The silver angelfish sports the coloration of the wild angelfish. It has a silver body with red eyes. Three vertical black stripes adorn the side. These stripes fade or darken depending on the mood of the fish.
Veil and Super Veil
The veiltail gene causes all of the finnage to be longer and more flowing. A fish with one veiltail gene is called a veiltail, and one with two has even more elaborate fins and is called a super veil. A veiltail bred to a standard fin will produce half of each type, while a super veil bred to a standard will produce all veiltail offspring.
Black and Black Lace
The first color mutation in captivity was the dark gene. A fish with one dark gene is called a black lace. The entire body is darkened, and there is a very attractive lace pattern in the fins. A fish with two dark genes is called a black, double black, or double dark angel and is nearly completely black, though faint barring can be seen in some strains or in the right light.
The zebra angelfish is similar to the silver, but it has four to six vertical stripes. If a zebra has one dark gene, it is called a zebra lace and is a darkened version of the zebra, also with beautiful lacing on the fins. (A double dark zebra looks like a regular double dark.)
Gold angelfish have no black markings, and the base color is a yellow-gold. They often have considerable yellow or orange markings on the face, head, and back.
In marble angelfish the silver and black markings are marbleized rather than in stripes. The fish can be lightly or heavily marbled.
A different gene causes the gold marble coloration, which is a more gold than silver and has only a small amount black marbling compared to a regular marble angelfish.
The blushing trait removes the dark bars and causes the gill covers to be translucent in young fish. The bright red gills showing through explain the “blushing” name. As the fish mature, their gill covers become opaque, however. A silver blushing is all-over silver with the red “cheeks,” and these often show considerable blue iridescence and are sometimes called blue angels or German blues. A gold blushing is all-over gold with the blushes.
The newest mutation in angelfish is the gene known officially as Philippine blue. Identified and established by Ken Kennedy in the Philippines, this trait can combine with other varieties in beautiful ways. A gold angel with two Philippine blue genes is called a platinum and is a spectacular, blue-white fish with amazing iridescence. A black angel with two blue genes is called a pinoy angel, and a gold blushing angel with two blue genes is called a Paraiba. These new types of angelfish have caused quite a stir in the hobby, as they display traits heretofore not seen in angelfish and are truly gorgeous. A particularly popular strain is the pearlscale platinum, whose iridescent body looks positively metallic.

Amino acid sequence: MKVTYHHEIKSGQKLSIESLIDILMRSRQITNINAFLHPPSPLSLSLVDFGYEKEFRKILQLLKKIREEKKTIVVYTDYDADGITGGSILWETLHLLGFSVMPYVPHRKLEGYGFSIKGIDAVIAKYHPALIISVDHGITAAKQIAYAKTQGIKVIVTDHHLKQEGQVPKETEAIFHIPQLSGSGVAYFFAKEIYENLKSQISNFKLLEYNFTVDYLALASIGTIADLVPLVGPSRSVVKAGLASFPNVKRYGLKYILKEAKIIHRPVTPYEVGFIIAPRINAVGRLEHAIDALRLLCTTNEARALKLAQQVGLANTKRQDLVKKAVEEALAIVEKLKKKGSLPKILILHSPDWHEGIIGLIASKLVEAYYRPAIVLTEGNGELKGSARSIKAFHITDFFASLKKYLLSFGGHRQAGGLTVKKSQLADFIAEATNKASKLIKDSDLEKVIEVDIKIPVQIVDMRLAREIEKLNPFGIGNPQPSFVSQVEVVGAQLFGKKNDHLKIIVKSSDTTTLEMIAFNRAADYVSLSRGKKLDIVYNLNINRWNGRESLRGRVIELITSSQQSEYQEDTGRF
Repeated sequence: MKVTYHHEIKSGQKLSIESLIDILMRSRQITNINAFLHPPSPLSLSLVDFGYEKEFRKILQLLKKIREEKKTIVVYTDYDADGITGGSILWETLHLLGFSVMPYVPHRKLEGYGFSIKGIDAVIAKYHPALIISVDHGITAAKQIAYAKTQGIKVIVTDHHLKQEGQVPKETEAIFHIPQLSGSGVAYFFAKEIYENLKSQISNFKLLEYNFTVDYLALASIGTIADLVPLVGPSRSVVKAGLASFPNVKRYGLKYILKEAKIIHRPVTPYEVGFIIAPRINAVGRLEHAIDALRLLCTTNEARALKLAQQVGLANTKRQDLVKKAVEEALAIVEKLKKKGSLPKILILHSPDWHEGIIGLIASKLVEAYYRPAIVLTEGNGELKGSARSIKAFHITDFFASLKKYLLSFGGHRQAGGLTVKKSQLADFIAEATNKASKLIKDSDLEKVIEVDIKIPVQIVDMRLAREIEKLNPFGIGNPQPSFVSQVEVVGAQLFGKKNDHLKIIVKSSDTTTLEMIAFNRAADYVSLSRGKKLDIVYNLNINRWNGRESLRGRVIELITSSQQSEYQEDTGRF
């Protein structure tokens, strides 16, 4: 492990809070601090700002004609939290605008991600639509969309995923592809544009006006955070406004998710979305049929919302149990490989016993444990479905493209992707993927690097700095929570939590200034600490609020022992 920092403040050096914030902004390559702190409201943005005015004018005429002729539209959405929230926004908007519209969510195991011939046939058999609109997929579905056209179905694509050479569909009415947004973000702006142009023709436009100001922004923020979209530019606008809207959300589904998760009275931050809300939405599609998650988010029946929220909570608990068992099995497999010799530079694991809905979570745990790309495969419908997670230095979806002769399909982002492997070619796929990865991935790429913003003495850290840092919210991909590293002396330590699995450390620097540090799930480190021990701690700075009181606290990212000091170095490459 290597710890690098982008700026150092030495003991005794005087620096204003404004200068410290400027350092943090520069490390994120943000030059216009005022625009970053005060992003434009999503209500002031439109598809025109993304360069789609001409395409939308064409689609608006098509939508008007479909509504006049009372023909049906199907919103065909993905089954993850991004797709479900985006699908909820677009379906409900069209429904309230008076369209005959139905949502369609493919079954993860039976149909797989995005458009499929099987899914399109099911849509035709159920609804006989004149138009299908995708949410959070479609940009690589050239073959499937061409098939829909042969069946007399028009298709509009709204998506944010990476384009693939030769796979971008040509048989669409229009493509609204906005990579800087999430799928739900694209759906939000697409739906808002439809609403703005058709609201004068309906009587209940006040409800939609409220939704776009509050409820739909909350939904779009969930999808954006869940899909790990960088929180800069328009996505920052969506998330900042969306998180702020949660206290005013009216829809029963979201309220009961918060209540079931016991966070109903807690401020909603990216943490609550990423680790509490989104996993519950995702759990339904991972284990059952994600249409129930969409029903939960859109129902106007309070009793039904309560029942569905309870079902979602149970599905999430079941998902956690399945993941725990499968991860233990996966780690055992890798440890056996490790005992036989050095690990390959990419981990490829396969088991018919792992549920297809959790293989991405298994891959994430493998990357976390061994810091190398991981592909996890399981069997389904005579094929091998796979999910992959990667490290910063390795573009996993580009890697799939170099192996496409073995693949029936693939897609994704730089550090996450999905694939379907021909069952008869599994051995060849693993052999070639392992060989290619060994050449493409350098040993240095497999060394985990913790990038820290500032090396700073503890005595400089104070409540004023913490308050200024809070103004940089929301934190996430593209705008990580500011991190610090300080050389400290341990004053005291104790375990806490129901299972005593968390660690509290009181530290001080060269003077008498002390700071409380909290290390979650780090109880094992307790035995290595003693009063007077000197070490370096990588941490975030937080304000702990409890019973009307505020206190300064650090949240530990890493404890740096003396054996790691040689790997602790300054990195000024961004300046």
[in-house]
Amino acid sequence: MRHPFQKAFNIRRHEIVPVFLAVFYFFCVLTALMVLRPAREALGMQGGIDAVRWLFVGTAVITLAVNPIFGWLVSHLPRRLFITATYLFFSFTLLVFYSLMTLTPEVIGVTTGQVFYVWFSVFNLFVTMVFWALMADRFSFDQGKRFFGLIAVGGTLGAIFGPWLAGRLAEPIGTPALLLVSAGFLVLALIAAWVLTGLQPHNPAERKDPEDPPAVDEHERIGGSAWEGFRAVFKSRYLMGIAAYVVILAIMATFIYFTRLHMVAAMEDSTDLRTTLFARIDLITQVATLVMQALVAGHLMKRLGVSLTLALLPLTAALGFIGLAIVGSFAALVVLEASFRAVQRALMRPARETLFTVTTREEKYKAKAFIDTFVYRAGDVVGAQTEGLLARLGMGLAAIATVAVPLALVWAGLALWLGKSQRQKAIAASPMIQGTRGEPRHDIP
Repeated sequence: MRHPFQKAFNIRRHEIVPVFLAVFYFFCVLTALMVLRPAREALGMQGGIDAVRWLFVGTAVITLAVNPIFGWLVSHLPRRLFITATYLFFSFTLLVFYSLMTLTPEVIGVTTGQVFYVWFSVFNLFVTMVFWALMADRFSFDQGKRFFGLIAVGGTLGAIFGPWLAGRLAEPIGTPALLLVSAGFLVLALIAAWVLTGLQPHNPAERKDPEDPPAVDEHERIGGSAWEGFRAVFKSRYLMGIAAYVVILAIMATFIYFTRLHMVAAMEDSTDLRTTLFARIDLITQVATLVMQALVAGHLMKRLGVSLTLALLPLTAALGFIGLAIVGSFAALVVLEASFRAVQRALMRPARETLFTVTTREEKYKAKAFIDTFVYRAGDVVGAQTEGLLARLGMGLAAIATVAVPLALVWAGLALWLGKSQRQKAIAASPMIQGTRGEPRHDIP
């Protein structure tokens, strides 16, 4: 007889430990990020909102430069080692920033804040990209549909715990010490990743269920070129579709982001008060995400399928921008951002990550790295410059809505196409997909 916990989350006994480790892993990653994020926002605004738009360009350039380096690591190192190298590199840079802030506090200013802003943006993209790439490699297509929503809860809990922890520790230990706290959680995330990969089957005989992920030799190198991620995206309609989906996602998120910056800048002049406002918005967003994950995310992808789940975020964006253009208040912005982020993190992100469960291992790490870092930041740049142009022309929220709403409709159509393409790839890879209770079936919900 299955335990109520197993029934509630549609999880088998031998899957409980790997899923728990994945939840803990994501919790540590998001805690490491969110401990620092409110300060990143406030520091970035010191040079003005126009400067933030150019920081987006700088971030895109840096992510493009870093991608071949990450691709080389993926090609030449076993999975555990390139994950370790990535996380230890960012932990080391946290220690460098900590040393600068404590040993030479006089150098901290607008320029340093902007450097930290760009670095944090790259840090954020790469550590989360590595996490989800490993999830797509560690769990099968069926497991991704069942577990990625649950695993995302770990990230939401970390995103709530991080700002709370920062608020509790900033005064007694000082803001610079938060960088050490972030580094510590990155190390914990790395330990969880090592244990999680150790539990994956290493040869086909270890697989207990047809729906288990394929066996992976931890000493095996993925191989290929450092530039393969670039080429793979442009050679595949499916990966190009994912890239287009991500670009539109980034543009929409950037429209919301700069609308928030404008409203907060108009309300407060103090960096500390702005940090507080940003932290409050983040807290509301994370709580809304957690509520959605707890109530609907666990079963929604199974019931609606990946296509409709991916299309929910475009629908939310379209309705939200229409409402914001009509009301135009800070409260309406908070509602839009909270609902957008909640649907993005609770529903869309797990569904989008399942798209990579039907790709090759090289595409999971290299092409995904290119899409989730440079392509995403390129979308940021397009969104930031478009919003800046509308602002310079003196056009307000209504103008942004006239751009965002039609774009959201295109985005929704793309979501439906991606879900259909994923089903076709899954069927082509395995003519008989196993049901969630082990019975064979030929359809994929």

Koi and Sunset
A gold marble blushing is called a koi angelfish. Originally they had red-orange on their heads, but strains have been developed in which the red-orange pigment is displayed on the entire body and into the fins. A gold blushing fish with a prominent orange crown is called a sunset angel.
In the half-black angel, the back half of the fish is solid black. The front half is like that of a silver. This trait can be affected by environmental conditions, so fish that are genetically half-blacks can appear as silvers if their rearing conditions were less than ideal.
Pearlscale is a scale mutation and can occur on any color angelfish. It produces a finely crinkled tinfoil appearance to the scales and is much more visible on light fish than on darker ones. Most people prefer, say, an albino pearlscale to a black pearlscale.
Albino angelfish lack dark pigments, but may retain yellow or red pigments. In the right light you will see a white-on-white effect that shows the bars. The eye pupils are pink/red as in all other types of albino animals. Albinos do not produce any dark pigments and therefore show a white to yellow body. There are many different types of angelfish to choose from in addition to the varieties covered. No matter what your taste is in coloration or pattern, you will find an angelfish to suit you. Angelfish have fascinated hobbyists over the years, and will continue to do so as they majestically cruise through the waters of our home aquariums. See the full article on TFH Digital https://www.tfhdigital.com/tfh/201201?pg=67#pg67